MedCity Influencers, Health IT

It’s time to start innovating to make administrative data interoperable

Just as with clinical interoperability, greater administrative interoperability could help eliminate many of the costs related to billing and insurance, freeing up much-needed investment resources.

interoperability, rope, braid

The healthcare industry has come a long way in its ability to share clinical information, especially across geographic regions and with point-to-point connections. A report by CHIME and KLAS Research shows that nearly two-thirds of provider organizations that have invested in interoperability are satisfied with their progress and report that they “often or nearly always” have access to the records they need. The report also said the most valuable methods for accessing patient data are public HIEs (39%), national networks (36%), and direct messaging (31%); those who use large EHR vendors have shown the highest FHIR adoption rates; and, the top use cases for FHIR APIs are patient-facing tools (31%), clinician-enabling tools (27%) and patient-record exchange (24%).

As the industry continues to gain momentum in clinical interoperability, it’s time to expand our view to include the value of another type of interoperability: The fluid and direct exchange of administrative data.

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Rising costs of administrative processes and data

Examples of administrative complexity are many and varied, including having to fill out forms in duplicate, re-keying existing data into multiple systems, and managing data via fax transmissions or worse — human phone calls. Most often, administrative complexity is part of billing and insurance-related (BIR) processes. These processes attempt to answer questions like:

  • Is this patient eligible for this service?
  • Can we verify the exact benefits?
  • Does this service need prior authorization?
  • Is this provider credentialled?
  • Is this provider part of the right network?

We spend approximately $42 billion each year conducting administrative transactions according to the 2021 CAQH Index report. Each manual eligibility and benefit verification transaction costs the industry $16.07 while each manual prior authorization transaction costs $14.49. These costs include the labor necessary to conduct the transaction, but not the cost of gathering information for the transaction or for follow-up.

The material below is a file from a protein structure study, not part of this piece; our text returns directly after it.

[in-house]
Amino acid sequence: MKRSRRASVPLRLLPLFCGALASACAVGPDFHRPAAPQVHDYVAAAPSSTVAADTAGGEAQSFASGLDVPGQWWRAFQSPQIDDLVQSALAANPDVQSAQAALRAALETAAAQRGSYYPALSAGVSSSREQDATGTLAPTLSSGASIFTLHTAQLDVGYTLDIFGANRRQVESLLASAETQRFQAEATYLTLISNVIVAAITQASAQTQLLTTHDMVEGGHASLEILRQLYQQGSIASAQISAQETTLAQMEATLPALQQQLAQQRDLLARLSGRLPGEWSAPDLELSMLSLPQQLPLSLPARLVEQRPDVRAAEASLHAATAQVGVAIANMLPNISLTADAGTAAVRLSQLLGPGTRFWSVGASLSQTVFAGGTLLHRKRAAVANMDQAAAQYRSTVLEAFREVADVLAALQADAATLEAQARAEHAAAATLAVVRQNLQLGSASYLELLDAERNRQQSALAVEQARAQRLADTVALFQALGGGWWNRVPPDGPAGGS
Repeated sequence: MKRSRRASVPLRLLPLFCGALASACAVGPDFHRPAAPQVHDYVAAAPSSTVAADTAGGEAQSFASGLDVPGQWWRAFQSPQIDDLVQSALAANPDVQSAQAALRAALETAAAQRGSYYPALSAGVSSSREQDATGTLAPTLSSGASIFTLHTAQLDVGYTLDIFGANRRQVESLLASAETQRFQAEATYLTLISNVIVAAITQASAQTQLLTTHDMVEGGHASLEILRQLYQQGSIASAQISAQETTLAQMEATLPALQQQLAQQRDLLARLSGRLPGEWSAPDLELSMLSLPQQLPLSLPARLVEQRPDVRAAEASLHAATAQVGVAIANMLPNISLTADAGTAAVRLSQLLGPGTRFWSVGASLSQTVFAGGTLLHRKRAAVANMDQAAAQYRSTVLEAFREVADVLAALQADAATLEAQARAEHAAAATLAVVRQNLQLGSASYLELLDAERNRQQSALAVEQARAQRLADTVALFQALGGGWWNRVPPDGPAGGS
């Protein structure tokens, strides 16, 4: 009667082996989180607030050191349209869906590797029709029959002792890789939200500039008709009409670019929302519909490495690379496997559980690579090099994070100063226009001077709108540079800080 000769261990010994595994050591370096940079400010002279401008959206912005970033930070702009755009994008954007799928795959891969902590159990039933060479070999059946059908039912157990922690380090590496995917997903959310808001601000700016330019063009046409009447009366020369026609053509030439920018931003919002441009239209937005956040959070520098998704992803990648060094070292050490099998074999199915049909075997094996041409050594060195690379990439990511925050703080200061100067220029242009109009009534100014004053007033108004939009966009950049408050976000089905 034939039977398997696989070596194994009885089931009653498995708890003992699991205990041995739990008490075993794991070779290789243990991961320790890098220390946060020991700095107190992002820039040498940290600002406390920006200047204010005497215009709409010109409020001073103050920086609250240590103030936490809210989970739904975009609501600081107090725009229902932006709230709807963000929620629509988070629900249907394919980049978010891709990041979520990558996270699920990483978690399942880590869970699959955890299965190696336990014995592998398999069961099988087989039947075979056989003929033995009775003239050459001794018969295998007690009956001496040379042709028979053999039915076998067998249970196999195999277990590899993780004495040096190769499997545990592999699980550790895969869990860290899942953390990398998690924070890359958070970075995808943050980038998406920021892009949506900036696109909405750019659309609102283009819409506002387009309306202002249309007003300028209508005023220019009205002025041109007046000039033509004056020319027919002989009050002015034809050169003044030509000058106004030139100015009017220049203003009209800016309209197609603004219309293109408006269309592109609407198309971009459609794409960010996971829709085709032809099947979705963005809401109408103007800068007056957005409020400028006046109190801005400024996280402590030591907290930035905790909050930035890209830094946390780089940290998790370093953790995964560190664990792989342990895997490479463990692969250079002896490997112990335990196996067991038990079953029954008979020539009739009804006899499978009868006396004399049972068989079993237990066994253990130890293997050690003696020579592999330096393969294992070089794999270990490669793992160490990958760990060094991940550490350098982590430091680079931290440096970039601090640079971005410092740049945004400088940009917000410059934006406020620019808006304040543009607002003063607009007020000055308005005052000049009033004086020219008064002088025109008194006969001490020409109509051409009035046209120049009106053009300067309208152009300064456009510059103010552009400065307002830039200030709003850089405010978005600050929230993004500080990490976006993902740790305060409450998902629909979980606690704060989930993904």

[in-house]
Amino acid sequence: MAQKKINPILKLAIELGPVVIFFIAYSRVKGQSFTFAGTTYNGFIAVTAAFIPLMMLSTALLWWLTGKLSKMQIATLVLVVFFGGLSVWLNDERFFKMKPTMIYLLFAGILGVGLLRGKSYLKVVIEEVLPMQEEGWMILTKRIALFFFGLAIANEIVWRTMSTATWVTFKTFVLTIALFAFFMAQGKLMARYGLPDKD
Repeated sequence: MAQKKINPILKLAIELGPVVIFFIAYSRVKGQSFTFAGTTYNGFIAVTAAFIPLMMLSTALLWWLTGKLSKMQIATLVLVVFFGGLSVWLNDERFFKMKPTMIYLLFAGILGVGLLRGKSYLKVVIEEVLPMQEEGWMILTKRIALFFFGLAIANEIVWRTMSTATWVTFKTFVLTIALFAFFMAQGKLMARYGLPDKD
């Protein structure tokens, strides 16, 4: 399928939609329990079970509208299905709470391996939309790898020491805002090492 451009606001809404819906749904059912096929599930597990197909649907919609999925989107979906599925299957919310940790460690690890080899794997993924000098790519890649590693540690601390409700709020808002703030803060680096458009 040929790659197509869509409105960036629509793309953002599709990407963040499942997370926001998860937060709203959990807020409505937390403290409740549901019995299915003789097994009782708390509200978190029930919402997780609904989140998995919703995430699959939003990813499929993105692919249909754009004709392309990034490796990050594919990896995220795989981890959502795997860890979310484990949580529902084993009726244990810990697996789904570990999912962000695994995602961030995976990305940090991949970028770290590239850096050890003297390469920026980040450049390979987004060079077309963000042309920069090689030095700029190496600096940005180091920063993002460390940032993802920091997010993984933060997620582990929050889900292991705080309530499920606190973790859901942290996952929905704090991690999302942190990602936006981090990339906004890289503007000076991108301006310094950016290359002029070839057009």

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Considering that payers and providers conduct 831 million manual eligibility and benefit transactions and 62 million manual prior authorizations each year, the total costs of these two transaction types alone is staggering.

What if there were a way to have all this information readily available to every stakeholder via a secure and neutral network? The time, effort, and resources currently needed to manage these transactions could be significantly reduced.

The good news is that technologies such as blockchain can help make this type of interoperability possible, securely, timely, and much easier than you might think.

Achieving administrative interoperability without data aggregation

A healthcare network that’s enabled by blockchain could allow the storage and transfer of data over a peer-to-peer network without having to centralize data into a single storage system or even involve an intermediary party at all. This means that the data housed in a hospital or payer’s systems can remain there, so that each entity can maintain control over its information systems. They would securely expose data and allow it to be discoverable by users based on permissions it sets.

Once information such as eligibility and benefits is requested, an ID keychain and master index would locate the information, match it to the data available and then deliver it to the requestor. A single neutral network operator could provide certification, cybersecurity, and compliance.

A network such as this could also reduce IT costs by enabling rich solution vendors like revenue cycle management companies, telehealth platforms and others involved in the business of healthcare to connect through the same network as well. This would eliminate the need for payers and providers to build and maintain gateways with multiple systems. Even beyond cost savings, having fewer system touchpoints should dramataically reduce the potential for security breaches.

A better way

Payers and providers spend nearly $496 billion each year on billing and insurance-related costs.  Just as with clinical interoperability, greater administrative interoperability could help eliminate many of these costs, freeing up much-needed investment resources. Leveraging a secure network, enabled by blockchain should be a part of every health system’s strategic plan for improving efficiencies and reducing costs for a better healthcare continuum.

Photo: JamesBrey, Getty Images

Stuart Hanson is passionate about creating a better consumer healthcare experience and has joined Avaneer Health as CEO to build an inclusive network that ensures all stakeholders have equal access to comprehensive data when it’s needed most. Stuart previously served in leadership roles for healthcare solutions at JPMorgan Chase, Change Healthcare, Citi, and Fifth Third Bank. He has served as chair of the HIMSS Revenue Cycle Improvement Task Force. Stuart has a bachelor’s degree from University of Illinois and an MBA from University of Chicago Booth School of Business. Stuart is a dynamic, innovative leader committed to improving the healthcare ecosystem.

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